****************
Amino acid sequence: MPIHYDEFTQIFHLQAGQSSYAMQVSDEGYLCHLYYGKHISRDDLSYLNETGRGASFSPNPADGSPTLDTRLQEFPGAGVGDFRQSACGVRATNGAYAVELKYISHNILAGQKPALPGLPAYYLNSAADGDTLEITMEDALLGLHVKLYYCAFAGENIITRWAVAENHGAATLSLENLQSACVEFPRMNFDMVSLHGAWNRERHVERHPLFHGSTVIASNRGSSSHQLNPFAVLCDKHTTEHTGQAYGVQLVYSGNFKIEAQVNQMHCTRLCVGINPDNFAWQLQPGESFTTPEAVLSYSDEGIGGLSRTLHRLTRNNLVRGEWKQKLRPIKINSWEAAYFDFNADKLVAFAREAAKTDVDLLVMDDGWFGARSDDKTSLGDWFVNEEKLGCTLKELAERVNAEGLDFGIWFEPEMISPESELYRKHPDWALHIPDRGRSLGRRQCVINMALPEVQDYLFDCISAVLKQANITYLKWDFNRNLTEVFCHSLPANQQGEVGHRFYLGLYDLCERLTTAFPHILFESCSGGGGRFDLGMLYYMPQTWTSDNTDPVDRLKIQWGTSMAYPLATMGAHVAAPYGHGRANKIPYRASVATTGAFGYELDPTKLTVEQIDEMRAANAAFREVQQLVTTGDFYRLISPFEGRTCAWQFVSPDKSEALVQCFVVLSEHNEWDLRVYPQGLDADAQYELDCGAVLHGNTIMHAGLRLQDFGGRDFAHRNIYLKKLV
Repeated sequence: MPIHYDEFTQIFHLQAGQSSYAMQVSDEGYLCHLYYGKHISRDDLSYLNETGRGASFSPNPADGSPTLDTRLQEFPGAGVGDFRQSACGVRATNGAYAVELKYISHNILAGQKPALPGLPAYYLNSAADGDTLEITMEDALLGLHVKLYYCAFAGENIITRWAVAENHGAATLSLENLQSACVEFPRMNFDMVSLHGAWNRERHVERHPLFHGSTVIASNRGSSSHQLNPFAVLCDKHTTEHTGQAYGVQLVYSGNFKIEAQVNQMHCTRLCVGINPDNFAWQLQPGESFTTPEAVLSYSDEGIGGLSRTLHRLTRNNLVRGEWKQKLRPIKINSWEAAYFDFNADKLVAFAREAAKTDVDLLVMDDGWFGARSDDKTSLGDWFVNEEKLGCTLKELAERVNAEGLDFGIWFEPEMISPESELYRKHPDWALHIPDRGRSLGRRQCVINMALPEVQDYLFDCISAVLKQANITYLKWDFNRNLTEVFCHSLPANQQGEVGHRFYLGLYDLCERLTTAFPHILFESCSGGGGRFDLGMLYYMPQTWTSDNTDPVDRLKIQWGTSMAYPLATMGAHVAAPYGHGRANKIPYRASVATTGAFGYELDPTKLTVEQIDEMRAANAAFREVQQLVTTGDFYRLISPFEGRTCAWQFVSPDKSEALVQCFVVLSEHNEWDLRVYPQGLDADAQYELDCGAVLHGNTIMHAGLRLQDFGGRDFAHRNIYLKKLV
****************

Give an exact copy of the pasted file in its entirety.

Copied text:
Amino acid sequence: MPIHYDEFTQIFHLQAGQSSYAMQVSDEGYLCHLYYGKHISRDDLSYLNETGRGASFSPNPADGSPTLDTRLQEFPGAGVGDFRQSACGVRATNGAYAVELKYISHNILAGQKPALPGLPAYYLNSAADGDTLEITMEDALLGLHVKLYYCAFAGENIITRWAVAENHGAATLSLENLQSACVEFPRMNFDMVSLHGAWNRERHVERHPLFHGSTVIASNRGSSSHQLNPFAVLCDKHTTEHTGQAYGVQLVYSGNFKIEAQVNQMHCTRLCVGINPDNFAWQLQPGESFTTPEAVLSYSDEGIGGLSRTLHRLTRNNLVRGEWKQKLRPIKINSWEAAYFDFNADKLVAFAREAAKTDVDLLVMDDGWFGARSDDKTSLGDWFVNEEKLGCTLKELAERVNAEGLDFGIWFEPEMISPESELYRKHPDWALHIPDRGRSLGRRQCVINMALPEVQDYLFDCISAVLKQANITYLKWDFNRNLTEVFCHSLPANQQGEVGHRFYLGLYDLCERLTTAFPHILFESCSGGGGRFDLGMLYYMPQTWTSDNTDPVDRLKIQWGTSMAYPLATMGAHVAAPYGHGRANKIPYRASVATTGAFGYELDPTKLTVEQIDEMRAANAAFREVQQLVTTGDFYRLISPFEGRTCAWQFVSPDKSEALVQCFVVLSEHNEWDLRVYPQGLDADAQYELDCGAVLHGNTIMHAGLRLQDFGGRDFAHRNIYLKKLV
Repeated sequence: MPIHYDEFTQIFHLQAGQSSYAMQVSDEGYLCHLYYGKHISRDDLSYLNETGRGASFSPNPADGSPTLDTRLQEFPGAGVGDFRQSACGVRATNGAYAVELKYISHNILAGQKPALPGLPAYYLNSAADGDTLEITMEDALLGLHVKLYYCAFAGENIITRWAVAENHGAATLSLENLQSACVEFPRMNFDMVSLHGAWNRERHVERHPLFHGSTVIASNRGSSSHQLNPFAVLCDKHTTEHTGQAYGVQLVYSGNFKIEAQVNQMHCTRLCVGINPDNFAWQLQPGESFTTPEAVLSYSDEGIGGLSRTLHRLTRNNLVRGEWKQKLRPIKINSWEAAYFDFNADKLVAFAREAAKTDVDLLVMDDGWFGARSDDKTSLGDWFVNEEKLGCTLKELAERVNAEGLDFGIWFEPEMISPESELYRKHPDWALHIPDRGRSLGRRQCVINMALPEVQDYLFDCISAVLKQANITYLKWDFNRNLTEVFCHSLPANQQGEVGHRFYLGLYDLCERLTTAFPHILFESCSGGGGRFDLGMLYYMPQTWTSDNTDPVDRLKIQWGTSMAYPLATMGAHVAAPYGHGRANKIPYRASVATTGAFGYELDPTKLTVEQIDEMRAANAAFREVQQLVTTGDFYRLISPFEGRTCAWQFVSPDKSEALVQCFVVLSEHNEWDLRVYPQGLDADAQYELDCGAVLHGNTIMHAGLRLQDFGGRDFAHRNIYLKKLV